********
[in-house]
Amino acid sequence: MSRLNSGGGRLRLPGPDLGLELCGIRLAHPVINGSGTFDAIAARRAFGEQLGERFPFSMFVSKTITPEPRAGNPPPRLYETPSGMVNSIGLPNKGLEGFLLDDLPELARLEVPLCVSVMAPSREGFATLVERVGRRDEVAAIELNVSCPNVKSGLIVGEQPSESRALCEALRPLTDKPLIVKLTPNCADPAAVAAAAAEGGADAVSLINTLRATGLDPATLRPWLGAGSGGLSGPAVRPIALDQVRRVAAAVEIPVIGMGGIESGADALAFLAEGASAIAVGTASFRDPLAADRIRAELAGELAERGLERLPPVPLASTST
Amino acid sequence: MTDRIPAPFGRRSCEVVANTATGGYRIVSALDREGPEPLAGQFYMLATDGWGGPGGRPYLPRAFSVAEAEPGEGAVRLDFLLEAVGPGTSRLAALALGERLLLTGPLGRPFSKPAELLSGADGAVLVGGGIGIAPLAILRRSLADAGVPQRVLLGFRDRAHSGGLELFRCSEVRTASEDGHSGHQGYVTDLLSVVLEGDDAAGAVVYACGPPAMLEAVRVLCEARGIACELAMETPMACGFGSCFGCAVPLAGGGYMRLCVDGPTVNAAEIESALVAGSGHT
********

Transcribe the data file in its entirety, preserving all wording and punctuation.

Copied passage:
[in-house]
Amino acid sequence: MSRLNSGGGRLRLPGPDLGLELCGIRLAHPVINGSGTFDAIAARRAFGEQLGERFPFSMFVSKTITPEPRAGNPPPRLYETPSGMVNSIGLPNKGLEGFLLDDLPELARLEVPLCVSVMAPSREGFATLVERVGRRDEVAAIELNVSCPNVKSGLIVGEQPSESRALCEALRPLTDKPLIVKLTPNCADPAAVAAAAAEGGADAVSLINTLRATGLDPATLRPWLGAGSGGLSGPAVRPIALDQVRRVAAAVEIPVIGMGGIESGADALAFLAEGASAIAVGTASFRDPLAADRIRAELAGELAERGLERLPPVPLASTST
Amino acid sequence: MTDRIPAPFGRRSCEVVANTATGGYRIVSALDREGPEPLAGQFYMLATDGWGGPGGRPYLPRAFSVAEAEPGEGAVRLDFLLEAVGPGTSRLAALALGERLLLTGPLGRPFSKPAELLSGADGAVLVGGGIGIAPLAILRRSLADAGVPQRVLLGFRDRAHSGGLELFRCSEVRTASEDGHSGHQGYVTDLLSVVLEGDDAAGAVVYACGPPAMLEAVRVLCEARGIACELAMETPMACGFGSCFGCAVPLAGGGYMRLCVDGPTVNAAEIESALVAGSGHT